That uncertainty, plus the reality that McNabb is a bridge player at this point in his distinguished career, make selecting anything but a quarterback a major surprise...

John "Moon" Mullin is CSNChicago.com's Bears Insider, and appears regularly on Bears Postgame Live and Chicago Tribune Live. Follow Moon on Twitter for up-to-the-minute Bears information.

A history of the Bears who served during World War II

A history of the Bears who served during World War II

Six eventual members of the Pro Football Hall of Fame, and the franchise's all-time leader in touchdown receptions.  

Those are among some 45 Bears from the past who served this country during wartime, one of whom made the ultimate sacrifice as we, as a nation, take some time to remember those whose lives were taken protecting our freedom.

Former LSU quarterback Young Bussey played just one year for the Bears, but was part of the 1941 Championship team, contributing two interceptions while playing in 10 of the 13 games. But teammate George McAfee was attributed as saying he was "difficult to coach," and perhaps that's why he left the NFL for the Navy in 1942 after playing for the Bears in a 34-24 win over the Chicago Cardinals on December 7, 1941, the day Pearl Harbor was bombed.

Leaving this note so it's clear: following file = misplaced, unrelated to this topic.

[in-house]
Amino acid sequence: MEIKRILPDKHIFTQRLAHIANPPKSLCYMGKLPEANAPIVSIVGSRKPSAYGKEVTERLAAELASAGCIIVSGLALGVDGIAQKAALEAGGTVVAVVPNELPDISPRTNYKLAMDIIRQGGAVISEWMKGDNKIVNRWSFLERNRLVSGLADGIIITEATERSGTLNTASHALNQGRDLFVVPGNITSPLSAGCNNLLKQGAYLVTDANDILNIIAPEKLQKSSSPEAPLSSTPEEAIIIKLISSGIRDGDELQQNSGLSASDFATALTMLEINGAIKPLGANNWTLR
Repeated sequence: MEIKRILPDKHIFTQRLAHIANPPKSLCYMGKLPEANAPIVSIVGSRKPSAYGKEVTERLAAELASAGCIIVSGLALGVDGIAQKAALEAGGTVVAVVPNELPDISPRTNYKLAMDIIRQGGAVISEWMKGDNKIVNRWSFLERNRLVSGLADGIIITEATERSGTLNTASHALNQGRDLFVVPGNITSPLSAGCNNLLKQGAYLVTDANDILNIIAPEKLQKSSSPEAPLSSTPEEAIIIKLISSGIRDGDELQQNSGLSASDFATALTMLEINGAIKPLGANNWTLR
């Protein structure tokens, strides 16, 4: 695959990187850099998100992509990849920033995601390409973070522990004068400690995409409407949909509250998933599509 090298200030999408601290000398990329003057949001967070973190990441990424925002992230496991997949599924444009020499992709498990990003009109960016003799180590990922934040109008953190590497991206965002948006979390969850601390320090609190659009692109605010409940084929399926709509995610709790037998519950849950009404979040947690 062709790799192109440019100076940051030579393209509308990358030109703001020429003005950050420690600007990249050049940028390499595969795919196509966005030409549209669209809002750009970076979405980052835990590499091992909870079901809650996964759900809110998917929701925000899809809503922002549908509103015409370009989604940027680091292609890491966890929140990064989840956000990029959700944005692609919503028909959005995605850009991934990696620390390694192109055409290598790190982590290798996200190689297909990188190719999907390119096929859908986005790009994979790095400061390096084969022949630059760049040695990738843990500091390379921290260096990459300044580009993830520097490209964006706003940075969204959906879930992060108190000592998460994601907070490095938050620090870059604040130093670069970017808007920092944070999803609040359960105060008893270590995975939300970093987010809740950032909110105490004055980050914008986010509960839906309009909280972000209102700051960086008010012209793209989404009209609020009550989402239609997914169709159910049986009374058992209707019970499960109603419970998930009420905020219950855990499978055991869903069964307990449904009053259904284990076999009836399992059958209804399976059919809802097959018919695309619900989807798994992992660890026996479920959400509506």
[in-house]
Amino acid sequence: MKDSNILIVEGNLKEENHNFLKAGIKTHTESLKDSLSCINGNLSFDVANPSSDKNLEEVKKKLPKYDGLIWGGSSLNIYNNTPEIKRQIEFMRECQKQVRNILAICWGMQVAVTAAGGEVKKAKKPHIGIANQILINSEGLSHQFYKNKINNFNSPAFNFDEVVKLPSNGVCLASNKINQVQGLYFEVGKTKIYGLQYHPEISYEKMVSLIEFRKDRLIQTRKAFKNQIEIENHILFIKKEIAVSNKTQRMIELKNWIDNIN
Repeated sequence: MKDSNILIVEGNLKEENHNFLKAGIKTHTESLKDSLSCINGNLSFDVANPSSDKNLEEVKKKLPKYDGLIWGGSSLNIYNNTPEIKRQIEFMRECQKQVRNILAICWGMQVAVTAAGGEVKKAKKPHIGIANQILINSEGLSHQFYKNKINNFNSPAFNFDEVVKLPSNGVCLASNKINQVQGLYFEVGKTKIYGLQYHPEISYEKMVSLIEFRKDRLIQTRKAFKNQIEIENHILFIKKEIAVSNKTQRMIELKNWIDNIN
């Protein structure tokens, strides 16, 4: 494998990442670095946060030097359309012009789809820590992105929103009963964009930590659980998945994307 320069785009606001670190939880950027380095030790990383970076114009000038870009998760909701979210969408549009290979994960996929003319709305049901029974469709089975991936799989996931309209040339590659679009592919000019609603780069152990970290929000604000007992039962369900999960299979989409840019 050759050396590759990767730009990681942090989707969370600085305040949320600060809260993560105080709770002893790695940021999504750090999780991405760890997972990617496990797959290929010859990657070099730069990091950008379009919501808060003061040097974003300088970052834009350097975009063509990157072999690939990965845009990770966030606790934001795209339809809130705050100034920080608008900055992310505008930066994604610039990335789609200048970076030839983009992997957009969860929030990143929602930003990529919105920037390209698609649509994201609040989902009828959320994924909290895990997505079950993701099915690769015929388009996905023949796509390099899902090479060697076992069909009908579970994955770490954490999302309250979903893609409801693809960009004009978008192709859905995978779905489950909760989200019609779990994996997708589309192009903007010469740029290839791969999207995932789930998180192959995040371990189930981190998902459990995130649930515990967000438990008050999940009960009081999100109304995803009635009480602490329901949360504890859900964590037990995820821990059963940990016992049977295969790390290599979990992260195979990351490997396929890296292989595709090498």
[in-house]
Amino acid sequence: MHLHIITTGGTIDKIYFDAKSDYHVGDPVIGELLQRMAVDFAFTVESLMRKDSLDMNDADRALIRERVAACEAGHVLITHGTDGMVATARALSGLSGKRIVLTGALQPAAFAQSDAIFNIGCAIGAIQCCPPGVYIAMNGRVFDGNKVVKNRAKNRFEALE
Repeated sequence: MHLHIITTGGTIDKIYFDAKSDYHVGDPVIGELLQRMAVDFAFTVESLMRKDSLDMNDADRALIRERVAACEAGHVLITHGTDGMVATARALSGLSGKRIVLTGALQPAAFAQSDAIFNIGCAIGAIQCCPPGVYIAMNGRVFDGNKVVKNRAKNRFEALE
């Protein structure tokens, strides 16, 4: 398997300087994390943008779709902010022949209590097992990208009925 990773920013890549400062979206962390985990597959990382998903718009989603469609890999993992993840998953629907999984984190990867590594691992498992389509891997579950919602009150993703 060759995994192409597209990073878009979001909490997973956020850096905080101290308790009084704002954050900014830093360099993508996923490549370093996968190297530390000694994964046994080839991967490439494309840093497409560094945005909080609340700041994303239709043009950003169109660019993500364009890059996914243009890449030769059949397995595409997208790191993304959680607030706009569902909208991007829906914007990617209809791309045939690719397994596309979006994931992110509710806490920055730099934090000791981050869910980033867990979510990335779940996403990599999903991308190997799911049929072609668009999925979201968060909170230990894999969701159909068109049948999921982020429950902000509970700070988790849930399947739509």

Bussey earned his way to Lieutenant, but while serving in the Phillipines during the Japanese occupation, was killed in the line of duty in 1945. He was 27.

As we should also remember every November on Veteran's Day to the many men and women who've served, the Bears had several great players, not to mention George Halas, commit to duty, as the organization captured its sixth and seventh world championships in 1943, and then when they got everyone back in 1946.

Halas was a Navy ensign at Great Lakes Naval Training Station in 1918 during World War I, then served in the Pacific Ocean for 20 months during WWII as Lieutenant Commander, released from his duties as a captain in 1946, receiving a Bronze Star, and received the highest recognition the Navy can give a civilian, the Distinguished Citizens Award.

Quarterback Sid Luckman began serving after the 1943 season, volunteering stateside as a U.S. Merchant Marine ensign. During the 1944 and 1945 seasons, the Hall of Famer would be gone during the week but granted permission to play in games on weekends. But Luckman was on his way from Britain to France when the Allied Invasion of Normandy took place on June 6, 1944.